What Cc Size is Going to Be Proportionate? BA Revision from Submuscular to Subglandular, and to a Smaller Implant Size. (photo)

I am 27 years old, 5'8 & 137lb. I got 420 cc silicone gel implants under the muscle in 2011. My muscles are pushing the implants apart and the implants are protruding on each side. Pre op I was a 34A and am now a 34D. I feel the implants are too large for my body. Soon I will get a revision surgery to put the implants subglandular. Is this the right approach? I will also change the implant size from 420 cc to 200 cc. Is 200 cc ok for subglandular placement? Pre op I had hardly any tissue.

Doctor Answers 4

Implant exchange

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I prefer to keep implants below the muscle because it give more superior pole soft tissue coverage.

New York Plastic Surgeon
4.2 out of 5 stars 30 reviews

Proportion is not the only issue to consider here

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I typically find myself going the opposite way in changing implant position in relation to the muscle, that is, I normally move from subglandular (above the muscle) to submuscular (below the muscle); I rarely go the other way.  This doesn't mean that you can't go the other way, it's just that typically there is more rationale to having the implants below the muscle.  Your risk of capsule contracture will likely increase by moving the implants to the subglandular position.  In addition, you are far more likely to see or feel the actual contours and textures ( ie, ripples) of the implant when it is above the muscle.  In addition, your current breast pocket accommodates a 420 cc implant, and a decrease of over 200 cc is quite substantial.  Thus, if you do drop your size down that much, there is a chance that without also performing a lifting procedure to tighten the loose breast tissue, your breasts will be more loose and sag.  Furthermore, if your lateral pocket is weak enough to allow the implants to drift laterally now, it will certainly allow it later too, regardless of the size of the implants you select.  You may need something done to reinforce that side of the pocket as well, such as sewing the capsule together or even using a type of graft material to reinforce the tissue that is there already.  Lastly, have you or your surgeon considered whether you will use a smooth or a textured implant, and what is the rationale behind your choice?  There are now very compelling reasons to consider textured implants in cases like this, and if you haven't discussed this option with your surgeon yet, it needs to be considered and discussed.  I have not even addressed your primary question of what size of implant would be proportional on you mainly because I think these other issues need to be considered first and foremost, as they might in some way influence the size of implant that you wind up with.  In other words, I don't think you should look at this situation as one in which you can simply dictate the size of your implants and everything will just fall into place with an excellent outcome.  That is a bit oversimplified, and I would encourage you to get at least one other opinion from a board certified plastic surgeon in your area who has extensive experience in reoperative breast surgery so that you are sure that you are taking the best approach in addressing your concerns.  Good luck.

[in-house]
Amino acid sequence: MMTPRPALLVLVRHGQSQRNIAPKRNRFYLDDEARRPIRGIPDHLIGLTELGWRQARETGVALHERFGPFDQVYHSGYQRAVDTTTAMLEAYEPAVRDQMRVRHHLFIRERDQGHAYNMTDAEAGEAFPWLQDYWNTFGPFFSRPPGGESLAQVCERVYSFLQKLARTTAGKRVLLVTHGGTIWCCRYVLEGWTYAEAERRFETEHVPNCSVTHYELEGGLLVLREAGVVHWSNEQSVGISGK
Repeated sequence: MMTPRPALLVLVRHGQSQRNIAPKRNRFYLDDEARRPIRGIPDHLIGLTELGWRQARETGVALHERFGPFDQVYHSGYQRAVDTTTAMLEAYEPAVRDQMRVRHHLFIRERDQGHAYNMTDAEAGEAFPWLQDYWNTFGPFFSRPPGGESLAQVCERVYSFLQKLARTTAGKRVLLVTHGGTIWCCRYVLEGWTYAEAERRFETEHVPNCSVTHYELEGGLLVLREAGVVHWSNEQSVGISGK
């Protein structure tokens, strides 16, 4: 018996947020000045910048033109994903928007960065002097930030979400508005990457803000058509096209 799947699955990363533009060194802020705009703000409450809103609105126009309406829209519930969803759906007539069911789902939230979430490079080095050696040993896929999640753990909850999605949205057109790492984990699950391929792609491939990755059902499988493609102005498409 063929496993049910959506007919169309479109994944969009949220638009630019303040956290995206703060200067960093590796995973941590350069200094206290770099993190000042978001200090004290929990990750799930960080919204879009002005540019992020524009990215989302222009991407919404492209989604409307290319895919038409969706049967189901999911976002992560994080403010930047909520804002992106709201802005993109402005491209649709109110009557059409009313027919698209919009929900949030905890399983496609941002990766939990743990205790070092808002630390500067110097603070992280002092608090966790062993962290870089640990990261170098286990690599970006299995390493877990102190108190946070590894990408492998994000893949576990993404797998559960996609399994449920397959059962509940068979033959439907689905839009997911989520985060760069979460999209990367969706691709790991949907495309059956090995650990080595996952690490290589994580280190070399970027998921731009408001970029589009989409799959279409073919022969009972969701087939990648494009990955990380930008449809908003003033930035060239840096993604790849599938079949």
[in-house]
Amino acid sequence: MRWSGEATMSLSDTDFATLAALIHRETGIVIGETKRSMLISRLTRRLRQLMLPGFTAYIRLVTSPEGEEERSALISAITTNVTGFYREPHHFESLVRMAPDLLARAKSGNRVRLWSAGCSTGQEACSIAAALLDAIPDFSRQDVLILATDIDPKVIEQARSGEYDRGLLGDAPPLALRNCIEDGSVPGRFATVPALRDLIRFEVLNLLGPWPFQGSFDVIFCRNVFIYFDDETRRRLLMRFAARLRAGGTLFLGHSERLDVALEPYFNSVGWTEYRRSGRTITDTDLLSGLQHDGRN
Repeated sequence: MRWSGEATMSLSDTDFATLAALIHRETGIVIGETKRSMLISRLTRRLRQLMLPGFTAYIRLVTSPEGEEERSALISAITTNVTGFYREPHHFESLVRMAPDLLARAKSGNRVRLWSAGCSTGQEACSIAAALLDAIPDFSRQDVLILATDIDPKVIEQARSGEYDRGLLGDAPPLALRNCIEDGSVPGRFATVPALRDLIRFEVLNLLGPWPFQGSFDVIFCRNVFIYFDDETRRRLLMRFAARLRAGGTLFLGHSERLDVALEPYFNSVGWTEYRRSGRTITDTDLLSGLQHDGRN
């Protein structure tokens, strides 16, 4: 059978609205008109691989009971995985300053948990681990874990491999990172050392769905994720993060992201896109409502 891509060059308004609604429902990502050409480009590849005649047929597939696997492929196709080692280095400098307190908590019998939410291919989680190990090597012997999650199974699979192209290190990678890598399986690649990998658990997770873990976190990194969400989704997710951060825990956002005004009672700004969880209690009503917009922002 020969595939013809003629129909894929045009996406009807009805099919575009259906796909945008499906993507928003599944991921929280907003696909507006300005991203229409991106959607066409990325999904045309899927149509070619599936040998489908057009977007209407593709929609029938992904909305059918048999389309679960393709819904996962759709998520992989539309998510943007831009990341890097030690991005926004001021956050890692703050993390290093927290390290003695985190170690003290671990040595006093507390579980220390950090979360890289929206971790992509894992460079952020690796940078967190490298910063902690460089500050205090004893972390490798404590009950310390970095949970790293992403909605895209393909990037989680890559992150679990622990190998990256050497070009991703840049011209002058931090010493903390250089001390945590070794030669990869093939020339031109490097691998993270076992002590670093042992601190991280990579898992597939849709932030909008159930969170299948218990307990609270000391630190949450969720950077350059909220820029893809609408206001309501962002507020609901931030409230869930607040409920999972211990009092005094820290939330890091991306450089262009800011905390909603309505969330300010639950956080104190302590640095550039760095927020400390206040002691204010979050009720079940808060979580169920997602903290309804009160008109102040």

Joseph L. Grzeskiewicz, MD
San Diego Plastic Surgeon

What Cc Size is Going to Be Proportionate? BA Revision from Submuscular to Subglandular, and to a Smaller Implant Size. (photo)

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The size will bring you to about half the enlargement you had, and if that is your goal it should be satisfactory.  I am not sure I understand the rationale for putting the implants above the muscle, though. There are advantages and disadvantages for each, and I would suggest reviewing those with your surgeon. All the best. 

Jourdan Gottlieb, MD
Seattle Plastic Surgeon

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Smaller implants.

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Generally, I prefer to place the implants in a submuscular position for better coverage.  The concern of course would be visible implant outline or rippling.  Whether that occurs in subglandular position is determined by the thickness of breast tissue as well as the size of the implant.  Another option to consider would be to place the smaller implants in the same submuscular pocket, and then closing the pocket down laterally.  Good luck.

Perry J. Johnson, MD
Omaha Plastic Surgeon
4.8 out of 5 stars 19 reviews

These answers are for educational purposes and should not be relied upon as a substitute for medical advice you may receive from your physician. If you have a medical emergency, please call 911. These answers do not constitute or initiate a patient/doctor relationship.